function, and tried compiling it. I got a number of compilation
errors.

For example, at the beginning of main(), you have:

extern TKN get_token(FILE *);
TKN Token;

The identifier TKN appears nowhere else in what you posted, and
there's no definition of a function called get_token.

If you want help, create a small, complete, compilable program that
illustrates the problem. "Small" means you should delete anything
that's no directly relevant to the problem you're having. "Complete"
means that it shouldn't depend on any external declarations that you
don't provide. "Compilable" means that we should be able to grab a
copy from your posting and try it ourselves. Ideally, you should also
be able to compile it without warnings, even after you've enabled all
possible warnings in your compiler.

--
Keith Thompson (The_Other_Keith) ks***@mib.org <http://www.ghoti.net/~kst>
San Diego Supercomputer Center <*> <http://users.sdsc.edu/~kst>
We must do something. This is something. Therefore, we must do this.
Feb 13 '06 #2

P: n/a

"Little" <co************@yahoo.com> wrote in message
news:11*********************@o13g2000cwo.googlegro ups.com...
I have this program and I need to work on the test portion, which tests
if a Val is in the list. It returns false no matter what could you look
at the part and see what might need to be done to fix it. It reads in
the file and sorts out the files into the four different lists.

F.txt
int main
2
" "
help


Since I just got done reformatting your program with indentations (and
haven't gotten to compiling it yet). I noticed something that appears to be
an error due to your formatting or lack of. access_i() and access_v() both
have while() loops. access_v() has braces for the while() around two if's.
However, access_i() doesn't have braces for the while() so only the first if
is part of the while(). Is this what you intended?

struct Obj *access_i(struct Obj *l, int num_wanted)
{
struct Obj *current=l;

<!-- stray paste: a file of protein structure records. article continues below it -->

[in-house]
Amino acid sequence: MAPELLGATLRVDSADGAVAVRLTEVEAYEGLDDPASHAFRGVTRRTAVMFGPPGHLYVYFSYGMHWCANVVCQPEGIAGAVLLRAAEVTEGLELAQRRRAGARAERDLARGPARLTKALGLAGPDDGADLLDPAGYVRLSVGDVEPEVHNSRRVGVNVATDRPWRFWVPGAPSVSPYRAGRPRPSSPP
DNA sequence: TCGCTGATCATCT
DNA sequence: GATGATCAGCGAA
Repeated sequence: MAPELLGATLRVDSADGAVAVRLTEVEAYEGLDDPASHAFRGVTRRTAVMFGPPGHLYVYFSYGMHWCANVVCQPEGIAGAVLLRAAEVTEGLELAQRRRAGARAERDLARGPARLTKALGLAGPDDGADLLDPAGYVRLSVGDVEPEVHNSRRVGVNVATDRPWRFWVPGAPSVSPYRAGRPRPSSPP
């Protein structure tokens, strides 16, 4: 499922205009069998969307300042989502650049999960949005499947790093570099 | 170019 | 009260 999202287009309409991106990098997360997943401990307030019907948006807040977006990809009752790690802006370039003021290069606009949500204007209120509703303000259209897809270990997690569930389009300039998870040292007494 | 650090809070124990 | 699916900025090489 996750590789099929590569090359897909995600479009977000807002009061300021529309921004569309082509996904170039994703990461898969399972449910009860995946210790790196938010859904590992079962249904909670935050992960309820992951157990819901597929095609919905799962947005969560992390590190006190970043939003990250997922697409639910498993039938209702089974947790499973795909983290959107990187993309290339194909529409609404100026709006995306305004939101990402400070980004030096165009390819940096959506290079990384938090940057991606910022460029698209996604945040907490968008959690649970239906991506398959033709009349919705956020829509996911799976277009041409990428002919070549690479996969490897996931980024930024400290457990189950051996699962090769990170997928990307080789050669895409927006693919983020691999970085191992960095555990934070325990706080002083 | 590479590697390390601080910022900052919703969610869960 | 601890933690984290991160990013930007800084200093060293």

int j=0;
while (j != num_wanted)
if(current->n_link==NULL)
return(NULL);
else
{
current=current->n_link;
j=j+1;
}
if(current->n_link==NULL)
return(NULL);
else
return(current);
}

struct Obj *access_v(struct Obj *l, char *value_wanted)
{
int n=0;
struct Obj *current=l->n_link;
char *currentval=Values[n].value;
while(currentval != value_wanted)
{
if(current->n_link==NULL)
return(NULL);
else
{
n=n+1;
current=current->n_link;
currentval=Values[n].value;
}
if(current->n_link==NULL)
return(NULL);
else
return(current);
}
}

Rod Pemberton

Feb 13 '06 #3

P: n/a
Little wrote:
I have this program and I need to work on the test portion, which tests
if a Val is in the list. It returns false no matter what could you look
at the part and see what might need to be done to fix it. It reads in
the file and sorts out the files into the four different lists.
First of all, thank you for posting a decent description of the problem.
However, the code you have posted is *not* complete because you have not
included scan.h which presumably defines TKN. Without that we can be of
less help.
F.txt
int main
2
" "
help

boolean test(struct Obj *l, char *value_wanted)
{
int n=0;
struct Obj *current=l->n_link;
char *currentval=Values[n].value;
while(currentval != value_wanted)
Strings are not 1st class citizens in C. What you are doing above is
*not* comparing the strings, it is comparing the pointers to see if they
point to the same place. Consider that if you point one of your fingers
at the first instance of the word "the" in this paragraph and another
finger at the second instance of the word "the" and then look at your
two fingers you will see that although they both point at the word "the"
they point to different places and so have different values.

Look up strcmp.
{
if(current->n_link==NULL)